More than any politician—or any other pop star—Taylor Swift has struck fear in the hearts of the enemies of LGBTQ equality.
Democratic candidates running for president have strongly denounced the White House’s opposition to the Equality Act, for example, the broad anti-discrimination bill that would protect LGBTQ people federally.
It was passed by the House earlier this year but Senate Majority Leader Mitch McConnell won’t allow a vote in the Senate. Beyond the White House’s initial opposition statement to the bill back in May, however, Democrats’ demands have been largely ignored.
But when Swift called out the Trump administration at the MTV Video Music Awards last Monday night, accepting the award for Video of the Year for her queer anthem, “You Need To Calm Down,” and asking the White House to respond to a petition she’d promoted supporting the Equality Act, the response came less than 24 hours later.
The White House’s gay deputy press secretary, Judd Deere, repeated the Trump administration line that it “supports equal treatment for all” but doesn’t support this bill because of “poison pills”—a bogus argument meant to cover up President Donald Trump’s bowing to religious extremists and their desire to discriminate based on their religious beliefs.
On Fox News, Kellyanne Conway tried to make light of Swift's clarion call by literally singing the lyrics to Swift’s song, while Fox And Friends—which has acted as an arm of the administration—brought on a guest who mocked Swift.
Even anti-LGBTQ evangelical leader and loyal Trump supporter Franklin Graham clearly felt he had to go into high dudgeon, accusing Swift of promoting,“the most crushing threat to religious liberty in our nation’s history.”
The immediate reactions were for good reason. The 29-year-old pop phenomenon who has sold more than 50 million albums has a massive fan base among a young demographic nationally—people who follow her lead. When Swift broke her silence on partisan politics and endorsed Democrats in 2018 in a post to her more than 112 million Instagram followers, a surge in voter registrations followed, enough to scare any seasoned GOP strategist.
Madonna, Lady Gaga and other recording artists and Hollywood figures have of course championed LGBTQ civil rights too—long before Swift—and have certainly influenced millions of Americans on the issue.
But unlike most of them, Swift didn’t rise up from an urban or counterculture music scene, which can be too easily marginalized by GOP politicians and voters. Rather she emerged out of red state America, within a comparatively traditional conservative music world.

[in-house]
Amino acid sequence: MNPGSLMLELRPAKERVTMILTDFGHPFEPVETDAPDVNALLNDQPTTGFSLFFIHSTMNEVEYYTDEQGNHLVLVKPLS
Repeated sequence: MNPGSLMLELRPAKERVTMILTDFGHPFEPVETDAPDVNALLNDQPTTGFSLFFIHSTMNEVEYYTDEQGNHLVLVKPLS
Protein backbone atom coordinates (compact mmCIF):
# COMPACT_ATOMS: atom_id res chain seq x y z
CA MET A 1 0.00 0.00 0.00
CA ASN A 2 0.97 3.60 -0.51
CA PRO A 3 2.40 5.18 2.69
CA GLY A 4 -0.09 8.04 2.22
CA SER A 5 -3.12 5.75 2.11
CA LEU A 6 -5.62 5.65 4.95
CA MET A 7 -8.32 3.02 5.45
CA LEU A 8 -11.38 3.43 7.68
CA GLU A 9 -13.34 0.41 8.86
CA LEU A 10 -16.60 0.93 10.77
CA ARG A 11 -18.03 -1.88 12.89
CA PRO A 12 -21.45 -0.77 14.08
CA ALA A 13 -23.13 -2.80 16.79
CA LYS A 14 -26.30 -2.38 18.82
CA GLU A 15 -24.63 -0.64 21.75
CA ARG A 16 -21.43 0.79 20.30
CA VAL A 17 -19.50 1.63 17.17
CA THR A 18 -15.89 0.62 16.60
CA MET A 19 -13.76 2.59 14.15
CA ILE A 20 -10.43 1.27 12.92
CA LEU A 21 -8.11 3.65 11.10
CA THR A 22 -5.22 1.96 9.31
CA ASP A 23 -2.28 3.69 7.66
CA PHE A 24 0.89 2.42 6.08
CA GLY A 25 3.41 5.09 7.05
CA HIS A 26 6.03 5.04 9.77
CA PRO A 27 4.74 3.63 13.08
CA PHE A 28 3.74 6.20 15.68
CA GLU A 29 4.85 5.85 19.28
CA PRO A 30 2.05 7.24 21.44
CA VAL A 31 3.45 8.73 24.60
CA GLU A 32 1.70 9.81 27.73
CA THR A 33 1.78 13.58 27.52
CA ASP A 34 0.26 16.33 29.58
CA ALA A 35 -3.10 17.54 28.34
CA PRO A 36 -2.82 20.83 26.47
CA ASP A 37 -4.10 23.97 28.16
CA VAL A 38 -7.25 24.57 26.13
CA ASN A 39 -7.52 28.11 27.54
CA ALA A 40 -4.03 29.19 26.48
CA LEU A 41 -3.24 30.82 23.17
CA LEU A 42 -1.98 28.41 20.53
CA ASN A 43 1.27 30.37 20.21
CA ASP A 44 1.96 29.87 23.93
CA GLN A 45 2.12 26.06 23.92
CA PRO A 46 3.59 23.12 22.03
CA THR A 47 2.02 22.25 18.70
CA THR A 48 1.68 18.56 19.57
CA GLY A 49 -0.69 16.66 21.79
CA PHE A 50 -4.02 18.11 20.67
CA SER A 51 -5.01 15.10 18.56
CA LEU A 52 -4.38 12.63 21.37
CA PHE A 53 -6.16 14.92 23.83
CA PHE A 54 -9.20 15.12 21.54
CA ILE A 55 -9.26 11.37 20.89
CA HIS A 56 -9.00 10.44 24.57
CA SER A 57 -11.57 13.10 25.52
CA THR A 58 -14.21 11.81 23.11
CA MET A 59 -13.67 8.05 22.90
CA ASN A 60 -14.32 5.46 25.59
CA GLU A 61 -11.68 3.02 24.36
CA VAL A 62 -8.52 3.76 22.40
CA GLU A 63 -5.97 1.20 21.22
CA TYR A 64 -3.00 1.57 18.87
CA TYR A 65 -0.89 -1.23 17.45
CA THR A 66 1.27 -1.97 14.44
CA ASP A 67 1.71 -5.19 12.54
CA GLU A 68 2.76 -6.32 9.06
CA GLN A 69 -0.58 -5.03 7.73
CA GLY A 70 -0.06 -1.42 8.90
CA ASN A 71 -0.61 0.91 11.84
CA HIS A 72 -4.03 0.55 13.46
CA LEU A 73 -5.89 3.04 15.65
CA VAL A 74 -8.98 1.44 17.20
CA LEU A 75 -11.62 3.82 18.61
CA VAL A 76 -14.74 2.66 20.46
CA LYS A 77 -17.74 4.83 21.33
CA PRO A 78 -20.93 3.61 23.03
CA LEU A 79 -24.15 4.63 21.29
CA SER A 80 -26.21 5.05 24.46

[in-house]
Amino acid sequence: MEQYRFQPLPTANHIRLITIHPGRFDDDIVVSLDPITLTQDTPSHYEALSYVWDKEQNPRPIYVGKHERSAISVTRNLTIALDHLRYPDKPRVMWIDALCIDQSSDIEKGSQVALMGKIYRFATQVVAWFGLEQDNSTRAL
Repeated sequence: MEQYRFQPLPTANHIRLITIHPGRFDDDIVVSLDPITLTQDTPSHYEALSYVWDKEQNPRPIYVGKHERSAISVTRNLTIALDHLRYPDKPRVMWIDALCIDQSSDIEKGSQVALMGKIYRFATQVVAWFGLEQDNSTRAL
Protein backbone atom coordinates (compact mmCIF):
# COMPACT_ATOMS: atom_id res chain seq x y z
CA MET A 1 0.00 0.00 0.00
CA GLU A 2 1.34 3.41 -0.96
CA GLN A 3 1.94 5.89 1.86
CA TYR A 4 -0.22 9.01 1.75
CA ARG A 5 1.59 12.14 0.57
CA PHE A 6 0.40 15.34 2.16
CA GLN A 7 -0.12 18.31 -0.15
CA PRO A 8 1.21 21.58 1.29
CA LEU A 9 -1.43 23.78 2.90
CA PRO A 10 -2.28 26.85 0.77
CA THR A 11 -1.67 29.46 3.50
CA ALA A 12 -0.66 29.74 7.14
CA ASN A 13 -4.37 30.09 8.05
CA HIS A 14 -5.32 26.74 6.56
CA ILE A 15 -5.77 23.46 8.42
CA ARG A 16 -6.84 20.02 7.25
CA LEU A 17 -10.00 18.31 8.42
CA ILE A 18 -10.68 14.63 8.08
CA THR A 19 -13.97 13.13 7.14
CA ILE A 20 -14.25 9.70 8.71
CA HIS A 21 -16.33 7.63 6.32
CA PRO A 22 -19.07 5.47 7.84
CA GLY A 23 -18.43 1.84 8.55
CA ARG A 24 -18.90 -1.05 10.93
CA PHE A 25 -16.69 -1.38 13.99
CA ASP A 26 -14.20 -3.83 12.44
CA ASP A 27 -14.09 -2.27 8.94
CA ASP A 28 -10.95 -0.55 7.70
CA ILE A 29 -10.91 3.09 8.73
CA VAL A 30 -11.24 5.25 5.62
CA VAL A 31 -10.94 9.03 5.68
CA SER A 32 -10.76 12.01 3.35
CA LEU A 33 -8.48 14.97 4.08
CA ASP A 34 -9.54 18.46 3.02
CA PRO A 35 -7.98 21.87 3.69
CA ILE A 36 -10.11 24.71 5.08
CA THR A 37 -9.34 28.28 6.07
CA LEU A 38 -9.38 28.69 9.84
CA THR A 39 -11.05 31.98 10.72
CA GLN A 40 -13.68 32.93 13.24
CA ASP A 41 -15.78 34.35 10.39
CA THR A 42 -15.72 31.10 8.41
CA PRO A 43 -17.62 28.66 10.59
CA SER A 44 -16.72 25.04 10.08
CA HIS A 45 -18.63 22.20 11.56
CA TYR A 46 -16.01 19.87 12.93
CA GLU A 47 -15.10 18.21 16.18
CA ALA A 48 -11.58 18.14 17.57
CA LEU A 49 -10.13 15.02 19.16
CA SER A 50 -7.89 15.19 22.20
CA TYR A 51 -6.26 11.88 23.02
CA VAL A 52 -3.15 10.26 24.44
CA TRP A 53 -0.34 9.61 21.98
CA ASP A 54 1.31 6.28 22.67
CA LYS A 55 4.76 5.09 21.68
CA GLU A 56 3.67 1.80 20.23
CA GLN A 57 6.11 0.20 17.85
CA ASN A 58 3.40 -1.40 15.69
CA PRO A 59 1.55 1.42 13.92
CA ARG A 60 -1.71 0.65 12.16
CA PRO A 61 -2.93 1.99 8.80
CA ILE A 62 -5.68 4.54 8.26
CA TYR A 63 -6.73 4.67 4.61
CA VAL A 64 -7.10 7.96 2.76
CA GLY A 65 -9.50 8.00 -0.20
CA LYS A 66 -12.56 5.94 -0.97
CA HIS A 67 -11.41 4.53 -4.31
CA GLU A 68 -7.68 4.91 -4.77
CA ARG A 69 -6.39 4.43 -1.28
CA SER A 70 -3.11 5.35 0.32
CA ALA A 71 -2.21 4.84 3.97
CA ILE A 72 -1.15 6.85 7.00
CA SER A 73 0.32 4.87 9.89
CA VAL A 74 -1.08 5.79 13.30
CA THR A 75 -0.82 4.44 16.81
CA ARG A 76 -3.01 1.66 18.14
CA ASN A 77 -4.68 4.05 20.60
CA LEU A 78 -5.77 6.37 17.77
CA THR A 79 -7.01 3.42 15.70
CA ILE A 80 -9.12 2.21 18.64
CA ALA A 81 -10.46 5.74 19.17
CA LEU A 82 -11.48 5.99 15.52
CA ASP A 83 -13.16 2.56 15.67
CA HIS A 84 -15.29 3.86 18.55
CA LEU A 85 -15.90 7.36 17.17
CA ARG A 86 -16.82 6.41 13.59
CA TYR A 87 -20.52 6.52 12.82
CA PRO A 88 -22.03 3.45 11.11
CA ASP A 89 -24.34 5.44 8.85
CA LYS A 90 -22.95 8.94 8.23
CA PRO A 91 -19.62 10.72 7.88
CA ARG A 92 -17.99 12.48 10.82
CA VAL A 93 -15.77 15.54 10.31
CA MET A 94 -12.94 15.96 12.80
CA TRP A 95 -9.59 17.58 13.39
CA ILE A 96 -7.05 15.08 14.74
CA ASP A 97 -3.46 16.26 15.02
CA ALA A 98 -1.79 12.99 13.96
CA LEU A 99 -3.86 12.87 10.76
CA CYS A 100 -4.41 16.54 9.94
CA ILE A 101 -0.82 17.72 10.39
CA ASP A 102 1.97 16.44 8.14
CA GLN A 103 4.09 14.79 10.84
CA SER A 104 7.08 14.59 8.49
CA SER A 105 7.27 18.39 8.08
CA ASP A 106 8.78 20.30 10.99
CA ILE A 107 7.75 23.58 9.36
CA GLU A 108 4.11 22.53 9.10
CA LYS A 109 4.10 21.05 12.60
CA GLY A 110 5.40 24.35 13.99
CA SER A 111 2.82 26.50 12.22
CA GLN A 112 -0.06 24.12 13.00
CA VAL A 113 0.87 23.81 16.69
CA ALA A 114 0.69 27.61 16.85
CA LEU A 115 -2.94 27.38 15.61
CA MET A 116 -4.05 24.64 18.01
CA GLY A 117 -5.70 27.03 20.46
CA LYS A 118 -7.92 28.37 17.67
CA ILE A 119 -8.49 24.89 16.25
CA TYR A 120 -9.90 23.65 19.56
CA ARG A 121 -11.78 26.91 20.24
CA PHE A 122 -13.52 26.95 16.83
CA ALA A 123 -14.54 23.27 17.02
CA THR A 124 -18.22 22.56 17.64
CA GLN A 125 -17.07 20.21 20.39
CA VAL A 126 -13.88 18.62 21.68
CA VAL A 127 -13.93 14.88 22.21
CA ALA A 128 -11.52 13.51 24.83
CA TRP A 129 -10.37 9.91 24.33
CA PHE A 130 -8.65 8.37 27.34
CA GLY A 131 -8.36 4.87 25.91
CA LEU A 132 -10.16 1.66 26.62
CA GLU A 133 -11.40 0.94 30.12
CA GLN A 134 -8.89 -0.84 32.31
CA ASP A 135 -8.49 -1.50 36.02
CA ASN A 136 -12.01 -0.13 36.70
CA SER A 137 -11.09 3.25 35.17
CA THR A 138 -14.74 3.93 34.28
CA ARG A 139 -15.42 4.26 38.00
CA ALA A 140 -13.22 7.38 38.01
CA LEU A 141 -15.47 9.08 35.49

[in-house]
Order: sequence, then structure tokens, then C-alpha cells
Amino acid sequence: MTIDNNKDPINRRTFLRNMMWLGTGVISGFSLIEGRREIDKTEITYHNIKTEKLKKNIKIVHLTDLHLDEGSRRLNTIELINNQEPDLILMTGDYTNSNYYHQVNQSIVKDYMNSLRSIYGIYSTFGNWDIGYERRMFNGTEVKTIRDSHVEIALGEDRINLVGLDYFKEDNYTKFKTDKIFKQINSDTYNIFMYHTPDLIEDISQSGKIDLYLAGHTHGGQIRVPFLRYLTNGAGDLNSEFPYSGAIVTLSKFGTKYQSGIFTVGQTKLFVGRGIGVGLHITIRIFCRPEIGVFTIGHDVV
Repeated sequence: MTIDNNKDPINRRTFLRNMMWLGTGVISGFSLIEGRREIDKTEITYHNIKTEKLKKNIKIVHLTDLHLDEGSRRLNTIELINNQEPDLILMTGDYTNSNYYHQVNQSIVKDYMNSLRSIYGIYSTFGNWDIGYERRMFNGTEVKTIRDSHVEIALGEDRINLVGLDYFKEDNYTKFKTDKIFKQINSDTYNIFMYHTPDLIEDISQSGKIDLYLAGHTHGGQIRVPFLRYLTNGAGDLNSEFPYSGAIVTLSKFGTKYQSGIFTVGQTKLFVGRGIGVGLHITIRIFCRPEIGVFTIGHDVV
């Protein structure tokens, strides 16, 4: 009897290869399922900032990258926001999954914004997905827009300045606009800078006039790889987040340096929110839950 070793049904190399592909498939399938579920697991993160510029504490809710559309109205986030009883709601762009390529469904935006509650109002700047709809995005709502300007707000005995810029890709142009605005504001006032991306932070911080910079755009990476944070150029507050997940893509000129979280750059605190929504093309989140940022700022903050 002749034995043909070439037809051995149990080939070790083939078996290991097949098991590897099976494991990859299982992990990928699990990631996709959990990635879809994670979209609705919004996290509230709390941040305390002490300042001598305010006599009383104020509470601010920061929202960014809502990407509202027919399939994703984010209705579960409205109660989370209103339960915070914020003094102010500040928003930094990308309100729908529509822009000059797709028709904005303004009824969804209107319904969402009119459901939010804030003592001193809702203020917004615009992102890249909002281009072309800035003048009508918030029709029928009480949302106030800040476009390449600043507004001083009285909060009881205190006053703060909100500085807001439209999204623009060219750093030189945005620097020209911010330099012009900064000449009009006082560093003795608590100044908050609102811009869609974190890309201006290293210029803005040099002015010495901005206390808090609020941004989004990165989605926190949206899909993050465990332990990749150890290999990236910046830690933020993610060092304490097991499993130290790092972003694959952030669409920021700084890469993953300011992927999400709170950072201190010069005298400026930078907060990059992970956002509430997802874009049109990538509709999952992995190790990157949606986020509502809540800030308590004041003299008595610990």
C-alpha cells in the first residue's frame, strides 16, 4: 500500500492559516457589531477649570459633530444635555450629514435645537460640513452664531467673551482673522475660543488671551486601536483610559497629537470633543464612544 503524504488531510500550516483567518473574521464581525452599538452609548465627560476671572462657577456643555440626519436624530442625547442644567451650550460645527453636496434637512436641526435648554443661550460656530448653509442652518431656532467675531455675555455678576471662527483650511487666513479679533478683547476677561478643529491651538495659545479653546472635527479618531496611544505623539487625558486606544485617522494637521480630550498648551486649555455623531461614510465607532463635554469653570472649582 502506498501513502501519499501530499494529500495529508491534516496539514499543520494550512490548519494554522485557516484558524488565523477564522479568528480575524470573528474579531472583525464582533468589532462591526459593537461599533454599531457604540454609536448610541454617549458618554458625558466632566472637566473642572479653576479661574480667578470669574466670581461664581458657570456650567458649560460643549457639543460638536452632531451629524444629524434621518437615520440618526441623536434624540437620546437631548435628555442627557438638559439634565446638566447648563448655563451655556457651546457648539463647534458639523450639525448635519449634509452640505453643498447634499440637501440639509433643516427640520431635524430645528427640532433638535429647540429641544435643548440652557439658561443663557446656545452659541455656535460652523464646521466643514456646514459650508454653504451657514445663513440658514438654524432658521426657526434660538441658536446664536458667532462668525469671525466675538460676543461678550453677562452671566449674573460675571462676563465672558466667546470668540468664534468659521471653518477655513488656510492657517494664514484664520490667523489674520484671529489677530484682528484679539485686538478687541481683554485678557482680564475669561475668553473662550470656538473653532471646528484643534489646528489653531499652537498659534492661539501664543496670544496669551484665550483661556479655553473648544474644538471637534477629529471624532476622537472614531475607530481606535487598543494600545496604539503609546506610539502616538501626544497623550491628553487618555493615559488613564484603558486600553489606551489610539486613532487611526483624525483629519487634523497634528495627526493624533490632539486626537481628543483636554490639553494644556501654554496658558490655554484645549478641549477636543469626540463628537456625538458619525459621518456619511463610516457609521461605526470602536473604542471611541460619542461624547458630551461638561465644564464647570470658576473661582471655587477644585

Born in Pennsylvania, Swift moved to Nashville with her family as a teen. By the time Swift was 20 years old she became a country music sensation. Soon enough she had crossover hits that brought international stardom, widened her audience astronomically and helped her gain enormous influence.
When Swift spoke out against Republican candidates in 2018, Trump’s response revealed Swift’s superpowers. Just about every well-known woman who crosses Trump, after all, is vilified by him in misogynistic tirades.
But Trump’s only response to Swift was that he would “like Taylor’s music about 25% less now.”
For Trump, that was about as respectful—and careful—as you get. Sen. Corey Booker, Senator Elizabeth Warren and other Democratic presidential candidates signed Swift’s petition to the White House on the Equality Act earlier this summer, acknowledging her power and might, following her lead rather than the other way around.
Some inside and outside the LGBTQ community have questioned the sincerity of Swift's advocacy, raising concerns that she’s profiting from it or, in the case of the “Calm Down” video, which is filled with queer icons and rainbow flags, engaging in appropriation. That has often been claimed about Madonna, Gaga and others too.
Whatever the case, Swift is also giving major heartburn to the enemies of equality. It’s true that embracing celebrities as leaders on causes can be a double-edged sword—we have only to look to Jussie Smollett on that, after all—and activists should be wary and know when to create distance. But when someone is giving you an enormous platform, you don’t turn it down.
And in this case that platform extends right into the GOP and the voters Trump covets. When the White House must continually repeat that it supports “equal treatment for all” but that the Equality Act has “poison pills” that “undermine parental and conscience rights,” it draws the ridiculousness of the argument—and its political calculus—out into the open.
The Trump campaign’s goal is to appease suburban straight voters who are repelled by blatant bigotry—and that includes many that are part of the huge Swift fan base—while not deviating from evangelical leaders demands. As Swift herself said in an open letter back in June, however, you can’t claim to support equality while supporting discrimination.
She articulates that point repeatedly and loudly—enough to make them jumpy in the White House and on the religious right. That’s why, for them, perhaps more than anyone else on the issue, Swift represents a clear and present danger.